Photo Credit: Tony Dejak, AP

Categories : Pitching

64 Comments»

  1. “Since most assume that Joba Chamberlain is going to win the job, it means the Yankees must decide what to do with their other young righty, Phil Hughes.”

    Hate to play devils advocate here, but I’ve seen plenty of pieces saying it’s a toss up, or that Hughes has the edge. I only bring this up because RAB has been saying for weeks now that Joba is the favorite, but when you leave RAB and go to other sites like NoMass, LoHud, or any other blog or site, it seems to be a different story.

    • So anyway, I’m not trying to criticize or complain, just trying to point out something I saw. For example, the NoMaas poll had it split 57% to 43% for Hughes over Joba, but the poll here on Friday’s chat was leaning towards Joba heavily. Just an observation, don’t butcher me.

      • king of fruitless hypotheticals says:

        so Lincoln looks around at his Cabinet, and says “ok, Civil War. Let’s vote. Nays?”

        …and 12 hands go up.

        He looks solemnly at his notes, crosses his hands, looks up and says “Democracy in action. 12-1. Looks like I win.”

    • Andy in Sunny Daytona says:

      I’m sure that NoMaas has a clever little photoshop picture to go with it, like God (Philthy’s face) casting Lucifer (Joba with a hat on) down into Hades (the bullpen).

      • Not at all, they had 3 posts on the topic. The first was an article explaining why Joba would be the better choice. The second explained why Hughes would be the better choice. The 3rd was the poll.

        It was as scientific (as possible for NoMass lol) as they could have done.

    • Zack says:

      Yet another reason RAB >>>>> NoMass, LoHud, etc

    • JobaWockeeZ says:

      I’m willing to bet a lot of commenters from those blogs advocating for Phil have no patience and proclaimed Joba a bust.

      And they’re saying something about how Joba’s mentality can’t handle starting.

      Taking away stupidity like that it seems that Joba still has a slight advantage.

      • Well don’t you think that’s what most casual fans think to begin with? They read in the Daily News or here Mike Francesa claim Joba is bound for the pen and not set to be a starter and they don’t even give it more thought than that.

        It’s only the fans that frequent blogs and forums and put real thought in the pitchers that begin to see the differences for what they really are.

        With that, I still think it’s closer than many people think it is. But we’ll all see in a few weeks anyway.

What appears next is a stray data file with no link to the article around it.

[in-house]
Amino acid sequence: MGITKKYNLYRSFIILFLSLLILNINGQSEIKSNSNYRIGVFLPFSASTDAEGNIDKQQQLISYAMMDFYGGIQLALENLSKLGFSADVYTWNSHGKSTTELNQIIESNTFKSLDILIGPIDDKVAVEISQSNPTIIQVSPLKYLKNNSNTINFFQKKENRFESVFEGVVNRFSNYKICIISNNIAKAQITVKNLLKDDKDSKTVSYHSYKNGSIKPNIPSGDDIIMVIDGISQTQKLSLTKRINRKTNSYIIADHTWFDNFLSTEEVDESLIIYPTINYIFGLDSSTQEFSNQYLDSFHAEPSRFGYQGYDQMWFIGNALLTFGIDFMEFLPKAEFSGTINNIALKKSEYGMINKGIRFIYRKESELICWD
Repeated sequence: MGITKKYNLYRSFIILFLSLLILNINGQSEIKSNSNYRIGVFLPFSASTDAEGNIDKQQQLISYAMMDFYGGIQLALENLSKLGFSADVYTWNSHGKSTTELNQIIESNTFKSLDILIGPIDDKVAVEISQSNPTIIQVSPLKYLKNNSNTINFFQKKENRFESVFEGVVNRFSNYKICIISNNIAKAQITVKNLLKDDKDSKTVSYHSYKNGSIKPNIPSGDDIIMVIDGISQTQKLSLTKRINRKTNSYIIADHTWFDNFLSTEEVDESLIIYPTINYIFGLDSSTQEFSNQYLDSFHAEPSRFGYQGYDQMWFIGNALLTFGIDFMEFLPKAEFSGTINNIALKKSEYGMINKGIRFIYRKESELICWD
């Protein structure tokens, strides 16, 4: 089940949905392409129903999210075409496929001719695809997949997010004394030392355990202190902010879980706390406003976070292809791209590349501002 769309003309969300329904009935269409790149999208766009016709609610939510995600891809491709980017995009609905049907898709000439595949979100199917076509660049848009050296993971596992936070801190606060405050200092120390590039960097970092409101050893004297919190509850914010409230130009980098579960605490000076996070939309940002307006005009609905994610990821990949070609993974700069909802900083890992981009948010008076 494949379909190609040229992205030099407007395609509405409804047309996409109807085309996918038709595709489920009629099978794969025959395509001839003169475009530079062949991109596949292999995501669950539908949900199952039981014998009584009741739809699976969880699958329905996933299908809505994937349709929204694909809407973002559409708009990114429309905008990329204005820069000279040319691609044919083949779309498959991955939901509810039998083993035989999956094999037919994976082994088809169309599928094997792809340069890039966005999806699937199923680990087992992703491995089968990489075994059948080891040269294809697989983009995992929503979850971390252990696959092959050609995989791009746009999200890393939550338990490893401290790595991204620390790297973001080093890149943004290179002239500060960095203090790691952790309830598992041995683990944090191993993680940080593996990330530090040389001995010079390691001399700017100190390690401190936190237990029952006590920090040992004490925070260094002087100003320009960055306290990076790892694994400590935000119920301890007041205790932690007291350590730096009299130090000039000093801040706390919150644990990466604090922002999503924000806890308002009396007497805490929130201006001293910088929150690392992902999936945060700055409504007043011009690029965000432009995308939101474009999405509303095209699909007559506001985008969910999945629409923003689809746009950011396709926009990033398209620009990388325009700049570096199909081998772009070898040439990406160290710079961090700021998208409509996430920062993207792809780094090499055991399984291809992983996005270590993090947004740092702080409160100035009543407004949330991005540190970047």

• DP says:

          Well don’t you think that’s what most casual fans think to begin with?

          Sure do. Fortunately, I don’t think Girardi, Cashman, Eiland, etc. etc. give a shit.

      • andrew says:

        Either way, whether or not the other people have altered senses of reality or invalid reasoning for their views, it still doesn’t change the issue at hand. The article didn’t say “most educated people believe…” it just said “most.”

    • todd says:

      i think the odds of hughes being the starter are at least 90%. it’s his job to lose because chamberlain is a bona fide reliever who hasn’t shown over any length of time his ability to go thru the order multiple time, retain his 95+mph fastball or develop his slider for strikes. Hughes will be a 5 starter and work out problems if they arise or lose the spot. no chance he’s in the bullpen after last year’s playoffs where he was afraid to let loose. he needs to much heart for the bp and he doesn’t have it yet.

      • joe says:

        Yeah Todd that really makes a whole lot of sense. Lets develop useless relievers to put in our bullpen like Joba Chamberlain to pitch 1 lousy inning so we can do the Red Sox a favor when they are developing starting pitchers like Lester and Bucholz. Let me ask you something where is the Jon Lester in the Yankees rotation? and don’t give me some kind of crap like C.C. Sabathia. I am talking about a young ace that the Red Sox have developed that we have not. As much as I love the Yankees I am tired of them buying starters. Have both Phil Hughes and Joba Chamberlain start so long term we are not down 5-0 in a game where Lester is pitching against vazquez.

    • matt says:

      joba in the pen!!

  2. Sweet Lou says: